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I know if $x=e^{\frac{2\pi i}{17}}$ then $x^{17}=1$ and $\Re(x)=\cos\left(\frac{2\pi}{17}\right)$.

But how do I form a polynomial which has root $\cos\left(\frac{2\pi}{17}\right)$.

I know you can consider de Moivre's theorem and expand the LHS using binomial theorem but that will take a long time.

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    $\begingroup$ $\cos(\frac{2\pi}{17})$ is a root of $U_{16}$, the Chebyshev polynomial of the second kind. $U_{16}$ has integer coefficients. $\endgroup$ – Gabriel Romon Mar 11 '16 at 14:27
  • $\begingroup$ Regarding ages, keep in mind that it may well take ages, and probably about the same number of ages, just to write out the answer. $\endgroup$ – Lee Mosher Mar 11 '16 at 14:27
  • $\begingroup$ $(a+b)^{17}$ would take me 'decades' to expand and then simplify using trig identities. $\endgroup$ – Tony Mar 11 '16 at 14:31
  • $\begingroup$ The title does not reflect the question. $\endgroup$ – lhf Mar 11 '16 at 14:56
  • $\begingroup$ I would suggest editing the question title so that it better reflects the actual question in the body. $\endgroup$ – Wojowu Mar 11 '16 at 15:08
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Let $c=\cos\left(\frac{2\pi}{17}\right)$ and $s=\sin\left(\frac{2\pi}{17}\right)$.

Then

$ 1=\Re(1)=\Re ((c+s\, i)^{17})=c^{17}-136 c^{15} s^2+2380 c^{13} s^4-12376 c^{11} s^6+24310 c^9 s^8-19448 c^7 s^{10}+6188 c^5 s^{12}-680 c^3 s^{14}+17 c s^{16} $

Note that $s$ appears only with even powers. Now replace $s^2=1-c^2$ to get a polynomial in $c$.

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  • $\begingroup$ Is there no quicker way? If I had no access to a calculator then computing the binomial coefficients would take a long time. $\endgroup$ – Tony Mar 11 '16 at 14:46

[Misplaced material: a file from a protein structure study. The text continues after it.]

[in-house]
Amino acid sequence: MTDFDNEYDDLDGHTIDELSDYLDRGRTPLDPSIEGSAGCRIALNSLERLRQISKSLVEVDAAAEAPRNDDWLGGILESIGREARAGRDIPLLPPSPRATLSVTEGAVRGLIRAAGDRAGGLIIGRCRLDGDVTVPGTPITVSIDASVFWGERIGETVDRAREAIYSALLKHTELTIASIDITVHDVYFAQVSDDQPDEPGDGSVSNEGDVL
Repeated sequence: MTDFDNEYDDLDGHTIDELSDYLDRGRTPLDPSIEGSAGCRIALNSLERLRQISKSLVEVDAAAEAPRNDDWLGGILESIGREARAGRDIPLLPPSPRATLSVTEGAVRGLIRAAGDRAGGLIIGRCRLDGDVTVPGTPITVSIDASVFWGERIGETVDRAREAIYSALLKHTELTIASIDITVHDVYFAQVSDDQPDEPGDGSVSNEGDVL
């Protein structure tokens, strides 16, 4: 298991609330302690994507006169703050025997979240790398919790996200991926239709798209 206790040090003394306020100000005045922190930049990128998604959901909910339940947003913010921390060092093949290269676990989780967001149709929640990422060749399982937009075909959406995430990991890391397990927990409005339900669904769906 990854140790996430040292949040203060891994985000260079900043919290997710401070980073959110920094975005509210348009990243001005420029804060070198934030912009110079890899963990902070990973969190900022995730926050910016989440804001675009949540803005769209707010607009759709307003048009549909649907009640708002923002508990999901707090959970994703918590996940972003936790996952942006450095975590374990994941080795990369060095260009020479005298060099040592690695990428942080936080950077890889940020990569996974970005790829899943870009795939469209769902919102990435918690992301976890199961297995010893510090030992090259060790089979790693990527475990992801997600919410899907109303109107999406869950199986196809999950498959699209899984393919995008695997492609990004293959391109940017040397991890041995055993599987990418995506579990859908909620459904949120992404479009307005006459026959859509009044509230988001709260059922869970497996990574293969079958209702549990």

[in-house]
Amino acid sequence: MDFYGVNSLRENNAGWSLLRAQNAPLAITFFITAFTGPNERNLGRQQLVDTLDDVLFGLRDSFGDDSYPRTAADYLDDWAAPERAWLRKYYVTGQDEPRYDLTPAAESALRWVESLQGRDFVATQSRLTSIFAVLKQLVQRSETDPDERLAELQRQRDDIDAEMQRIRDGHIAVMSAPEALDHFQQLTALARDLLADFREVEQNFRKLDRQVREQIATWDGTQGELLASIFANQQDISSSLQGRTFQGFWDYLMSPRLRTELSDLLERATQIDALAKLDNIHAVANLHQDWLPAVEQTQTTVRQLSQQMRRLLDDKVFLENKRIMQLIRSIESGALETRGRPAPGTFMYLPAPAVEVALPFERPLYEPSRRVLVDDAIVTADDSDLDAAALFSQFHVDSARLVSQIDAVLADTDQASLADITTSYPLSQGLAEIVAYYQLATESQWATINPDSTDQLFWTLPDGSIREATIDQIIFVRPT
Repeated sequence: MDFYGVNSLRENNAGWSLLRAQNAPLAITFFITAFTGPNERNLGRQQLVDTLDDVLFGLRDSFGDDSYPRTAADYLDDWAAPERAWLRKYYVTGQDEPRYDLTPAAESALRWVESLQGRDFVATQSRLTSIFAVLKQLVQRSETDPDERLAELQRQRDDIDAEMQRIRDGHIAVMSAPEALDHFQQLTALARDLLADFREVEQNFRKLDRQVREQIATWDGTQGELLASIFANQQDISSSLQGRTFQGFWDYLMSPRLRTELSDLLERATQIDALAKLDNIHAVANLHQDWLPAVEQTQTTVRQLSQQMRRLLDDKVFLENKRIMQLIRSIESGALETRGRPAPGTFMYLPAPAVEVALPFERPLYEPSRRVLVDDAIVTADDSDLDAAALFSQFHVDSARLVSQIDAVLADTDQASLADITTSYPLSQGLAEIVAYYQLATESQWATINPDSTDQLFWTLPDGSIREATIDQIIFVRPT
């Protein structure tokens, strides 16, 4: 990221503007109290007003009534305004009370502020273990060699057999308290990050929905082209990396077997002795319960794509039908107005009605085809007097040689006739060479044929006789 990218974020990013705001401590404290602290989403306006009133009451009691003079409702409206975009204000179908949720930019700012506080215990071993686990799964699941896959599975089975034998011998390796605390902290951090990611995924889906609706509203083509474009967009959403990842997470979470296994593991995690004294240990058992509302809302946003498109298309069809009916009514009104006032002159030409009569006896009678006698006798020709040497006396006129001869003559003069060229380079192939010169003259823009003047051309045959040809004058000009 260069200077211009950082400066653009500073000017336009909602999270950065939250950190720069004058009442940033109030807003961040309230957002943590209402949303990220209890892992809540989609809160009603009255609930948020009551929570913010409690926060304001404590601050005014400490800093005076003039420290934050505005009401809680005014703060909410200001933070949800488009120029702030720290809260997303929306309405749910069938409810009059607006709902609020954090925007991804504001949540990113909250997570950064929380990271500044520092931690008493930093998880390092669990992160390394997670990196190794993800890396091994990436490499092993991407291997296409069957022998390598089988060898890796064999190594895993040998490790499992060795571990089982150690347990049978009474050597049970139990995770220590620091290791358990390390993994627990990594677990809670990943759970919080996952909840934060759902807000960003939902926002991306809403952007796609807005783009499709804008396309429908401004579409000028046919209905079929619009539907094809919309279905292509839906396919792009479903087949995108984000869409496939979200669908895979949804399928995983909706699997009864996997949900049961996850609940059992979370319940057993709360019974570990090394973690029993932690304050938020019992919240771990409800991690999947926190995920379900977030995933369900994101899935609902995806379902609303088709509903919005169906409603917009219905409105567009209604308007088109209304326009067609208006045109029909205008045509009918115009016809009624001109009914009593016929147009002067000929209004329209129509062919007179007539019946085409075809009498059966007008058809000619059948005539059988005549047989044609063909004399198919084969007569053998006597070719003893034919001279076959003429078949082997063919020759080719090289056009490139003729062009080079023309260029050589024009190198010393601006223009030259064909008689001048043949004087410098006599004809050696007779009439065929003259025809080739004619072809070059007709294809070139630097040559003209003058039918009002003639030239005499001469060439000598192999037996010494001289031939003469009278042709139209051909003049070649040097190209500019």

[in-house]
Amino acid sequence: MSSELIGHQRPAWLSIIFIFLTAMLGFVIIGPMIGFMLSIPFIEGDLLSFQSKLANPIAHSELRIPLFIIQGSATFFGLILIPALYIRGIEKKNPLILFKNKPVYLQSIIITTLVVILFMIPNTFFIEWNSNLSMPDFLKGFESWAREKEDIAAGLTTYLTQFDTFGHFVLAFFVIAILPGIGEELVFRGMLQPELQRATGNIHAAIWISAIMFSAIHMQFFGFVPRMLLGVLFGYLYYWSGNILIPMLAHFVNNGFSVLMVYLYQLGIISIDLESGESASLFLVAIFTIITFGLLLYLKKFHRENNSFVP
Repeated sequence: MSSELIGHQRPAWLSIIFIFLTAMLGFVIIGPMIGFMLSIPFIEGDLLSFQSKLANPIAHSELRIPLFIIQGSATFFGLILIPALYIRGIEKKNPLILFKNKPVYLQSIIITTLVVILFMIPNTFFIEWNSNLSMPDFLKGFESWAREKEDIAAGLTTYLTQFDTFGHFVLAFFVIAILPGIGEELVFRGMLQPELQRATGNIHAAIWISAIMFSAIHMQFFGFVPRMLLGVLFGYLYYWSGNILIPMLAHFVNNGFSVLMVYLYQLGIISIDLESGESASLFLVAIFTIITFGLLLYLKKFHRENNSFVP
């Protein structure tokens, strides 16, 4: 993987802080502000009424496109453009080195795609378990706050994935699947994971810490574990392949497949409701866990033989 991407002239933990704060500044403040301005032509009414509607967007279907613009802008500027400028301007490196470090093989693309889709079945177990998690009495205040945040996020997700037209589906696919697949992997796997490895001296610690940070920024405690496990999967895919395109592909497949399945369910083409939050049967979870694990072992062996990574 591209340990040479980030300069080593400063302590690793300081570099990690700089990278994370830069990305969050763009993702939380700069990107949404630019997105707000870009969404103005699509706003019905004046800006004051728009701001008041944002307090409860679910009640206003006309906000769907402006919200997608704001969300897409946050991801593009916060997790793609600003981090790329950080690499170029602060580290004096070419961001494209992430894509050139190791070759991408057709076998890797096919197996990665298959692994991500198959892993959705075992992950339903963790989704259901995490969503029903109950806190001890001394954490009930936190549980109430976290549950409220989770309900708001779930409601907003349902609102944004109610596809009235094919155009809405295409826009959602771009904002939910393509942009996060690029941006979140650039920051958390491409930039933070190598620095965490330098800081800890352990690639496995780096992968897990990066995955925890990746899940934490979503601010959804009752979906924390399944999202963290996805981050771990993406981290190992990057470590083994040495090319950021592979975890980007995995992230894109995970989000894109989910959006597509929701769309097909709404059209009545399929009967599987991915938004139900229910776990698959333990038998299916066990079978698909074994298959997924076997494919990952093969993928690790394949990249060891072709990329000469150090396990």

• $\begingroup$ @Tony, you could use that $ \binom{17}{k+2} = \frac{(k-17) (k-16)}{(k+1) (k+2)} \binom{17}{k}$. $\endgroup$ – lhf Mar 11 '16 at 14:59
  • $\begingroup$ I have $c (17 - 816 c^2 + 11424 c^4 - 71808 c^6 + 239360 c^8 - 452608 c^{10} + 487424 c^{12} - 278528 c^{14} + 65536 c^{16}$ but this doesn't give the right root. $\endgroup$ – Tony Mar 11 '16 at 18:39
  • $\begingroup$ @Tony, you probably forgot to subtract $1$. $\endgroup$ – lhf Mar 11 '16 at 18:47
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Probably the best way is to just show that the sum of two algebraic numbers is algebraic. This is not obvious, but if you look at it just right it's much easier than it seems at first.

Regard $\Bbb C$ as a vector space over $\Bbb Q$. Any linear-algebra concepts below refer to $\Bbb Q$-linear subspaces of $\Bbb C$.

Lemma 0. The number $a\in \Bbb C$ is algebraic if and only if the span of $1,a,a^2\dots$ is finite-dimensional.

Proof: Easy exercise. QED.

Lemma 1. Suppose $A,B\subset\Bbb C$ are subspaces, and let $C$ be the span of the $xy$ with $x\in A$, $y\in B$. If $A$ is spanned by $a_1,\dots,a_n$ and $B$ is spanned by $b_1,\dots,b_m$ then $C$ is spanned by $a_jb_k$, $1\le j\le n$, $1\le k\le m$ (so in particular $C$ is finite dimensional).

Proof: Easy exercise. QED.

Theorem. If $a,b\in\Bbb C$ are algebraic then $a+b$ is algebraic.

Proof. Let $A$ be the span of the powers of $a$ and $B$ the span of the powers of $b$. Let $C$ be as in Lemma 1. Now there exist $n$ and $m$ such that $A$ is spanned by $1,a,\dots, a^n$ and $B$ is spanned by $1,b,\dots,b^m$. So Lemma 1 shows that $C$ is finite dimensional.